Trackpad worth touching
Finally, a manufacturer listened to us tech reviewers and put a decent-sized touchpad in a Windows laptop. The LG Gram has a large trackpad that is an absolute joy to use. It’s smooth, feels great and is big, massive and wonderfully huge.
One of my longest-running and biggest gripes with Windows laptops are the consistently small and/or terrible trackpads. Most are bad, and the few good ones — like on the Surface Laptop — just aren’t big enough.
The trackpad on the LG Gram, however, is neither of these things. Sure, it could be bigger on the 17-inch and more adequately use the available space, but it’s already so far beyond what’s available on other laptops, that I’m more than satisfied.
Unfortunately, the trackpad also serves as another example of the Gram’s questionable build quality. While it’s a clicky, tactile trackpad, pressing it down opens an uncomfortable large gap between the edge of the trackpad and the body of the laptop. My main concern is that the gap could allow dirt or debris to get underneath the touchpad and potentially cause some damage.
The Gram ships with less bloat than other Windows laptops
Finally, LG also nails the bloatware aspect of Windows laptops. Unlike most laptops I test, which come with several pre-installed apps from the manufacturer plus a bunch of other junk I don’t need, the LG Gram had next to nothing pre-installed, save a few LG apps.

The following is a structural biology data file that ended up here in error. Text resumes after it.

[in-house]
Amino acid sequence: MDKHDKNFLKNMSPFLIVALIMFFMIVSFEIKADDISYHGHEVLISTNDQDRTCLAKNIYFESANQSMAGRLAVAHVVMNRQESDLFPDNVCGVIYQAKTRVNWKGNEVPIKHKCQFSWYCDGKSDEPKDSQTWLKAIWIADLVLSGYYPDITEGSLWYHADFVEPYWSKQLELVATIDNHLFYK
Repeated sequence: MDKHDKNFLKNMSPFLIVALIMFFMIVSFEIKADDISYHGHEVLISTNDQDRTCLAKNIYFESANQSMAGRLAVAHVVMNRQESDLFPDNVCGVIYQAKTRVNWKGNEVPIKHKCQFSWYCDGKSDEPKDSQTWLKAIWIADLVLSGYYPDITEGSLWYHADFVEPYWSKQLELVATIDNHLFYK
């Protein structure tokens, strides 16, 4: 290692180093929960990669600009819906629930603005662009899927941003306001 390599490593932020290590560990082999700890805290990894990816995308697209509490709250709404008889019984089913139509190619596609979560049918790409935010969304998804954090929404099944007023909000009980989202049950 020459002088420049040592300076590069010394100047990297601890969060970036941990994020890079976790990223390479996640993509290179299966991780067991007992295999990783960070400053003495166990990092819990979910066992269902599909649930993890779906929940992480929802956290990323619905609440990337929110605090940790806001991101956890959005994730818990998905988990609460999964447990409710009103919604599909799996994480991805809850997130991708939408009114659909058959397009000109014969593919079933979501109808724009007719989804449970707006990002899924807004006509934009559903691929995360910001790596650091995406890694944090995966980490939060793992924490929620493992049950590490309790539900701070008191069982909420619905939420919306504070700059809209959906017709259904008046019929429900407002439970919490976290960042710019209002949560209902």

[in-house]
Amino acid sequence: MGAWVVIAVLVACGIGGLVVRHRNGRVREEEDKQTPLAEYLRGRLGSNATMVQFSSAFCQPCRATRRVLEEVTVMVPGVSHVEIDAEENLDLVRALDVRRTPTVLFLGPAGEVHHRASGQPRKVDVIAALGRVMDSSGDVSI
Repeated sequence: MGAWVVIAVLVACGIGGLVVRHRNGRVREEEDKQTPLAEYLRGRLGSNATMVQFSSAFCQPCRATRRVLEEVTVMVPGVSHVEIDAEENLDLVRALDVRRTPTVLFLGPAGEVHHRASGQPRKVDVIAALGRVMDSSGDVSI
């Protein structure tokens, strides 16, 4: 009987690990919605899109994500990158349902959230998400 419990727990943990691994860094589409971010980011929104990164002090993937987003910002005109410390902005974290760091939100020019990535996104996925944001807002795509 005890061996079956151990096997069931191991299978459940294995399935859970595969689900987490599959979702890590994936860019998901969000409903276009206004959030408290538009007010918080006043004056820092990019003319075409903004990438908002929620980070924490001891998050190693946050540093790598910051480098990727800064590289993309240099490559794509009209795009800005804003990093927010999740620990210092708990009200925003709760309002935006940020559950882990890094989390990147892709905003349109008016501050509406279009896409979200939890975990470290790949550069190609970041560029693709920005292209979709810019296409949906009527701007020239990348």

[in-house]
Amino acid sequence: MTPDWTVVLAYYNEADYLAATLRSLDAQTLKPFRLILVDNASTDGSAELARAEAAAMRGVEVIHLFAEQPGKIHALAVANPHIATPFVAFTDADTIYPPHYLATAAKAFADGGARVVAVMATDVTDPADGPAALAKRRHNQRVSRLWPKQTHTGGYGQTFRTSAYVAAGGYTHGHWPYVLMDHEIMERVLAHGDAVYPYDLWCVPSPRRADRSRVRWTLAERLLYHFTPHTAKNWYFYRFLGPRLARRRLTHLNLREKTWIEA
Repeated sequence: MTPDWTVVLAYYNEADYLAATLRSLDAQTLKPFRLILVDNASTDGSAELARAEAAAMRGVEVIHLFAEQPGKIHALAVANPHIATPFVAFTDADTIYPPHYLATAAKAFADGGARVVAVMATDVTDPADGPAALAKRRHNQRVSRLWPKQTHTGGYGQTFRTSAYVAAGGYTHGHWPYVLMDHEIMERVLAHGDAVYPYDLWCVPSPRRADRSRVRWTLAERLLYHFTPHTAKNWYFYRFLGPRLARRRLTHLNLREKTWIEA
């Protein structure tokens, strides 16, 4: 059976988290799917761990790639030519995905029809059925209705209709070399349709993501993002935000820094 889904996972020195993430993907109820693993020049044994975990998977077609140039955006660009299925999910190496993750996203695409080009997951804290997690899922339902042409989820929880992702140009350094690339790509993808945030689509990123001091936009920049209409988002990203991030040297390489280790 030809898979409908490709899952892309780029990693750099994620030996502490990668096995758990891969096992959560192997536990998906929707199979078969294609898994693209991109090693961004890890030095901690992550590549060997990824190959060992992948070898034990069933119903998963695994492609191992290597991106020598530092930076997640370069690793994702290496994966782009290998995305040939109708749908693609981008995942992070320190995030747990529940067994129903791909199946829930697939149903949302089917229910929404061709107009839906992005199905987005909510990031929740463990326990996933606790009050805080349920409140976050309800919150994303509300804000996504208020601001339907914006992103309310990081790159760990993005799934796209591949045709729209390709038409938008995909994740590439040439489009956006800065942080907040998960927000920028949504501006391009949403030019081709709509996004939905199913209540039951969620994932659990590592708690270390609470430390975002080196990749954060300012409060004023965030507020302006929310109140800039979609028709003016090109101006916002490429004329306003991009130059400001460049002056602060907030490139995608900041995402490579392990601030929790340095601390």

Further, most of these apps are welcome additions, or at least things that I don’t mind having even if I don’t use them. For example, there’s a built-in guide app for teaching new users about the laptop, a ‘control center’ app for adjusting various settings like display temperature and keyboard backlight, and more.
For the most part, I didn’t find I needed any of the included apps, but some of them were nice to have in case I did need to adjust something.
One exception to this was the ‘LG Update Center’ app, which annoyingly pinged me updates for “critical updates” that weren’t actually critical or necessary. After a bit of digging, I figured out how to turn off the notifications and moved on, but I can see that app being a frustration for users who aren’t as technically savvy.
The heaviest part is the price tag
Ultimately, the LG Gram gets a lot right, especially compared to other Windows laptops. It’s light, portable, offers a massive screen and all while putting out consistently excellent performance. Plus, it has solid battery life.
Further, the Gram offers plenty of ports and an excellent fingerprint scanner built into the power button.
Unfortunately, there are also a few things it misses. The webcam is poor quality and doesn’t have a privacy slider like many other laptops. LG opted for a proprietary charging solution that doesn’t have fast charging. To be fair, the laptop does support charging over the included Thunderbolt 3 port, but I didn’t have a compatible charger that would power it.
However, by and large the laptop's greatest flaw is its build quality. The flexing in the keyboard and screen, as well as the gaps when pressing the touchpad, leave me concerned about how well this laptop will hold up over a longer period of time.
Combined with the laptop's high price, it makes for a tough recommendation. It's light, portable and powerful, which makes for a great combination. But at $1,599.99 starting price ranging up to $2,199.99 (the value of the review unit LG sent me), it's a lot of money to ask for something that feels this flimsy.
Ultimately, the best advice I can offer is to head to your local Canada Computers or Costco locations and see one for yourself. It's a laptop you really have to hold to make a decision about what you prefer: low-weight or sturdy construction.
The Gram doesn't do both.
At a $1,599.99 starting price, it's a lot to ask for a laptop that feels this flimsy.